LAS CRUCES - Apodaca Park will receive a $750,000 grant from the federal Land and Water Conservation Fund via the National Park Service, which the city of Las Cruces had sought since 2018.
The award was announced Thursday by U.S. Senators Martin Heinrich and Tom Udall along with U.S. Rep. Xochitl Torres Small, all D-NM.
The Las Cruces City Council approved the grant request in the summer of 2018 to help fund a $1.5 million renovation of the city park. Plans included the construction of a multi-use trail, an aquatic playground, a shaded picnic area, new exercise equipment and bathrooms, and upgraded playground equipment. The swimming pool and adjacent shower facility in the park, closed for several years, would be demolished.
The remaining funds are to be derived from park impact fees assessed on new housing development in the city.
The park renovations were part of a neighborhood development project councilors approved in 2018 called the Apodaca Blueprint.
Udall's father, former Interior Secretary Stewart Udall, helped create the Land and Water Conservation Fundin 1964 during the administration of President Lyndon B. Johnson.
"I am proud that we have significantly increased our investments in LWCF in recent years," Udall said in a statement, "and I’m going to continue fighting to ensure LWCF is permanently funded so that communities across the country can always protect their neighborhood parks and wild places for their children.”
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The fund, which won permanent authorization by Congress just last year, is used to pay for federal land acquisition, preserving public lands for recreational use, and numerous grants to states and counties for local outdoor projects. The fund's revenue comes mostly from offshore oil and gas leases, and not from taxpayer funds.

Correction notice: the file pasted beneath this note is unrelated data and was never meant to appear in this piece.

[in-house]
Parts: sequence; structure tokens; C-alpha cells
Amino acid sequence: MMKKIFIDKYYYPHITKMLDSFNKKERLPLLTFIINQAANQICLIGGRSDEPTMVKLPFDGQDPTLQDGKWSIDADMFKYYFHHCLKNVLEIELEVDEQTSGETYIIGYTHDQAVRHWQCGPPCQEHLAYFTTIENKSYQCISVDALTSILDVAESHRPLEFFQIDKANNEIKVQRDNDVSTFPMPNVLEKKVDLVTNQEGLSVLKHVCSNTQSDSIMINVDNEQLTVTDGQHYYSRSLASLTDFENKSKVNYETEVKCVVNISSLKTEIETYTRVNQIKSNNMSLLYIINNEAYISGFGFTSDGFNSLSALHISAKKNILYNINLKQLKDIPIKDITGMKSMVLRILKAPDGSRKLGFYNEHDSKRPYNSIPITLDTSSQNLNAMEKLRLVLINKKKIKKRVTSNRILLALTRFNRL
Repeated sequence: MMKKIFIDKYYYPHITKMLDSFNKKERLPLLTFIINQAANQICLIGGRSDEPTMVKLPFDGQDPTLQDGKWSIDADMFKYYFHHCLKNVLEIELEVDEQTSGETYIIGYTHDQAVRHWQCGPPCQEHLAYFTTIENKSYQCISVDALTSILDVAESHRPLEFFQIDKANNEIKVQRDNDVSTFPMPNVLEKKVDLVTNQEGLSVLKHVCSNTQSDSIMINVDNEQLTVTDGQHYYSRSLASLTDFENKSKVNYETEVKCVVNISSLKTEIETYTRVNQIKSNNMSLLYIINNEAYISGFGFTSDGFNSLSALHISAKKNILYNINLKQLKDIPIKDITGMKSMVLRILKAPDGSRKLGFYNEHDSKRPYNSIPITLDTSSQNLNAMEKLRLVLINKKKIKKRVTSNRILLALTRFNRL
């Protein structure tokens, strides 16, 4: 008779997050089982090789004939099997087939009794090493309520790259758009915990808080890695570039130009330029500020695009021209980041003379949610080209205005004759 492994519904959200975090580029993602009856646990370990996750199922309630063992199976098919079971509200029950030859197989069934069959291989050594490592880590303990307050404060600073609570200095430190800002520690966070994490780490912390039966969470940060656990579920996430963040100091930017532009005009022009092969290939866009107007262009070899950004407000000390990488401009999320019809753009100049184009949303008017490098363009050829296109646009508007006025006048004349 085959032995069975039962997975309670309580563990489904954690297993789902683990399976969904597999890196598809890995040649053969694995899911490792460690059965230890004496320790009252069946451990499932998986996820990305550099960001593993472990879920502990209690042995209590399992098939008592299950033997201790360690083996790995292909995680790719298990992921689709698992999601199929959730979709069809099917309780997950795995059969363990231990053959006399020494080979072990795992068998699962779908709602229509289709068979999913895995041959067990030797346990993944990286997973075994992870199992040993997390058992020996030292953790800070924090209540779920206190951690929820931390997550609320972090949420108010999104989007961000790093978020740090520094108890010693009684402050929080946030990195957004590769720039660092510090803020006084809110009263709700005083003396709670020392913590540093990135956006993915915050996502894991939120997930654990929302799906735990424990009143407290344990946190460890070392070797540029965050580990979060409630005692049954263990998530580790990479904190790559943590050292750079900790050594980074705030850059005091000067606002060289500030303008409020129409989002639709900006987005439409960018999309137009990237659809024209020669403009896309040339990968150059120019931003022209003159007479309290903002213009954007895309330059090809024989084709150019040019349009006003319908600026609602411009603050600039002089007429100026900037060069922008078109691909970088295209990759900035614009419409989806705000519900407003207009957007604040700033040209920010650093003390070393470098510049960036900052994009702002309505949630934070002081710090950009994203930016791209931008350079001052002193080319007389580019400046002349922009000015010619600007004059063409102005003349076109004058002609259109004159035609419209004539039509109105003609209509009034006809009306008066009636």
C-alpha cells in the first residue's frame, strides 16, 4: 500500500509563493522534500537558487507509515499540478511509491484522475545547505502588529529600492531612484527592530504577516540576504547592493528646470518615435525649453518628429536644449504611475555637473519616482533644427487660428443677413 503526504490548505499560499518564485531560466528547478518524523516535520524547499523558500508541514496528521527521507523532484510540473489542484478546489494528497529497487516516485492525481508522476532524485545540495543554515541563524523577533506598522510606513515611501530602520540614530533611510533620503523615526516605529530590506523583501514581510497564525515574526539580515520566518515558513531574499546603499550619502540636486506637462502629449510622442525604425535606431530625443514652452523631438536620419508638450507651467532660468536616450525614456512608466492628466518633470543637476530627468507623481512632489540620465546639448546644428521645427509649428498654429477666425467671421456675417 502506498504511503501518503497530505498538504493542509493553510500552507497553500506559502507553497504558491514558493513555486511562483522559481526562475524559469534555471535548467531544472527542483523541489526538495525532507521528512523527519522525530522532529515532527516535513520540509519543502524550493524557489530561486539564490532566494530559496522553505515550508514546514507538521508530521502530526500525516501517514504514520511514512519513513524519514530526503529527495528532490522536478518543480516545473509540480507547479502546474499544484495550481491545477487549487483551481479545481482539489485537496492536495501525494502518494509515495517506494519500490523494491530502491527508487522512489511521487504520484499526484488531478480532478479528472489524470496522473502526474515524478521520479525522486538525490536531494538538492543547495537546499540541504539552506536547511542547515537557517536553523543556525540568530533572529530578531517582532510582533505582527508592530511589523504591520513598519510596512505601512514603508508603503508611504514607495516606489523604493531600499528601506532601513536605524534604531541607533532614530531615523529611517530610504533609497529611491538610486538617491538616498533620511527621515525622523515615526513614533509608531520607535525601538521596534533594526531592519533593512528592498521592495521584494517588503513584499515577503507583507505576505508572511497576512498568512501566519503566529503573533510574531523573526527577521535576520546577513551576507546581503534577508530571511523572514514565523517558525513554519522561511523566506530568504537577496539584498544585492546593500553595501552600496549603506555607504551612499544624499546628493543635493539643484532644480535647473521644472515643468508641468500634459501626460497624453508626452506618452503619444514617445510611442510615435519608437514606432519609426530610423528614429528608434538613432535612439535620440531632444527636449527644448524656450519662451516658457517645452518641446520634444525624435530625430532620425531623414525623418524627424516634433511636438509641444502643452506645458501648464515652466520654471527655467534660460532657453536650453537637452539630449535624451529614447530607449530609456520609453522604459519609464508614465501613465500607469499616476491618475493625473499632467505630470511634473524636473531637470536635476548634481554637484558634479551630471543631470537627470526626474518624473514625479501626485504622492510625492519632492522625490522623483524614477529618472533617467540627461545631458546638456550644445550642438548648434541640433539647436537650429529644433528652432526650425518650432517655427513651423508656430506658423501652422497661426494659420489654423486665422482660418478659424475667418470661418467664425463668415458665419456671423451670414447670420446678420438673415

While the fund is authorized to collect $900 million annually, Congress does not typically appropriate the full amount for the fund. For the 2020 fiscal year, $495 million was appropriated for the LWCF, an increase of nearly nine percent over last year.
Conservationists and lawmakers have called for mandatory full funding for the LWCF, touting its benefits for conservation and local economic development.
"We are now fighting to permanently fund this incredibly effective conservation program to ensure that the outdoor spaces rooted in our communities, like Apodaca Park, are accessible for all families to enjoy,” Heinrich said in a statement.
The announcement came days after Torres Small joined local officials and conservationists for a group hike in the Organ Mountains-Desert Peaks national monument to raise awareness of the LWCF.
The LWCF funding was welcomed by city councilor Gabriel Vasquez, who wrote, "Being able to provide quality parks, playgrounds and safe places for youth and their families to play outdoors is a fundamental building block of a healthy community."